US Dark Web Raids Lead to Arrests and Seizures

Written by

The US authorities are claiming victory after a nationwide dark web clampdown which led to multiple arrests and seizure of illegal goods.

The year-long operation involved the Department of Justice, US Immigration and Customs Enforcement’s Homeland Security Investigations (HSI), the US Secret Service (USSS), the US Postal Inspection Service (USPIS) and the Drug Enforcement Administration (DEA).

Posing as money launderers on dark web markets, special agents of the HSI New York Field Division were able to gain the trust of numerous vendors by offering to exchange US currency obtained in illegal deals for virtual currency.

The investigation into more than 65 targets led to the arrest of more than 35 dark web vendors said to have made tens of thousands of sales.

The four-week culmination of the operation saw 100 law enforcement actions across the US, resulting in the seizure of 333 bottles of liquid synthetic opioids, over 100,000 tramadol pills, 100 grams of fentanyl, more than 24 kilograms of Xanax, and various other recreational and prescription drugs.

Also seized were more than 100 firearms; five vehicles either bought with illegal funds or used in criminal activity; more than $3.6m in currency and gold bars, nearly 2000 Bitcoins and other crypto-currency worth over $20m, 15 pill presses and Bitcoin mining equipment.

The authorities were understandably tight-lipped on exactly how the busts worked, but they did claim that those dark web vendor accounts identified and linked to real individuals were selling goods on sites including Silk Road, AlphaBay, Hansa, and Dream.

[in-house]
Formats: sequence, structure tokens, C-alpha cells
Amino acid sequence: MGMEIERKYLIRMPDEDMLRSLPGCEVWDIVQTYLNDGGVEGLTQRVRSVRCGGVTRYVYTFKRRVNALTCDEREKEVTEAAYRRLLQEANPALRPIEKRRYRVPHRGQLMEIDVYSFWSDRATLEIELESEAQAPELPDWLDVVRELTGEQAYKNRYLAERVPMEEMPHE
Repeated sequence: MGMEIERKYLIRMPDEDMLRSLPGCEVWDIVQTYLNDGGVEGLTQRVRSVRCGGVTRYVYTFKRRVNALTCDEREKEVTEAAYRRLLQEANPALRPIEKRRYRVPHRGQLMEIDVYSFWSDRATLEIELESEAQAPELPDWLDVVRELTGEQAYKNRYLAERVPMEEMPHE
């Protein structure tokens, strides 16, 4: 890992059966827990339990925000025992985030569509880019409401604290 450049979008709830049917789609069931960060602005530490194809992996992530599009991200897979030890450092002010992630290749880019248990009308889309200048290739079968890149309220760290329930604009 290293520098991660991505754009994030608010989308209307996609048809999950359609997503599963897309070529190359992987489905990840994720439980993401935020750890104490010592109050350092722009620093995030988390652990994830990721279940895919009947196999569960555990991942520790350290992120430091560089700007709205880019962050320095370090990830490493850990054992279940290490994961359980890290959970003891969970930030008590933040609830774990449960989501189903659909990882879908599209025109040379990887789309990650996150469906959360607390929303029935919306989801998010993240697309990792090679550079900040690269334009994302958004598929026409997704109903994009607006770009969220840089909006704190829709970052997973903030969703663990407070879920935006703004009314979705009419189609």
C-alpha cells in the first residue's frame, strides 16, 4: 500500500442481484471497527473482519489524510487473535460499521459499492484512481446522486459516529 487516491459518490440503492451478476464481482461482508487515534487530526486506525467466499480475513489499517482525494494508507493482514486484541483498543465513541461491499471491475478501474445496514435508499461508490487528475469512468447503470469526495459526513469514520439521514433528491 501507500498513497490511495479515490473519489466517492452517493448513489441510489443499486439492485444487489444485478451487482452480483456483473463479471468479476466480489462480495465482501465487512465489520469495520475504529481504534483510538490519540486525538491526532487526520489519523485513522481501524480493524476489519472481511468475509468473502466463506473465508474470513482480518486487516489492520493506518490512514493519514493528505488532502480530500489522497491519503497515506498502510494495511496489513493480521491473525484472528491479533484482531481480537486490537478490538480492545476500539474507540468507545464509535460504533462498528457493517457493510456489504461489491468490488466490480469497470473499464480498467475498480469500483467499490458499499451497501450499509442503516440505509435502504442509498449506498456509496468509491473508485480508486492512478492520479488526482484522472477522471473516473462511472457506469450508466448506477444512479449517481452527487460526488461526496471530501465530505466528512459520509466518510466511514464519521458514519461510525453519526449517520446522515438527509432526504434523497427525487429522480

All of these have previously been taken down by law enforcers except for Dream Market, which is said to have been infiltrated by Dutch police.    

“The darknet is ever-changing and increasingly more intricate, making locating and targeting those selling illicit items on this platform more complicated. But in this case, HSI special agents were able to walk amongst those in the cyber underworld to find those vendors who sell highly addictive drugs for a profit,” said HSI acting executive associate director Benner. 

Danny Rogers, co-founder and CEO of dark web intelligence firm Terbium Labs, claimed law enforcement “seems to have the upper hand” at the moment regarding certain underground forums, but claimed this crackdown doesn’t tell the whole story.

“It should be emphasized that there is no single dark web,” he told Infosecurity.

“Much of the law enforcement and media focus is around the drug marketplaces, but there are dozens upon dozens of other marketplaces focused on fraud and stolen digital commodities like identities and payment cards, and those markets have been unaffected by the recent law enforcement actions. In fact, they are thriving more than ever.”

What’s hot on Infosecurity Magazine?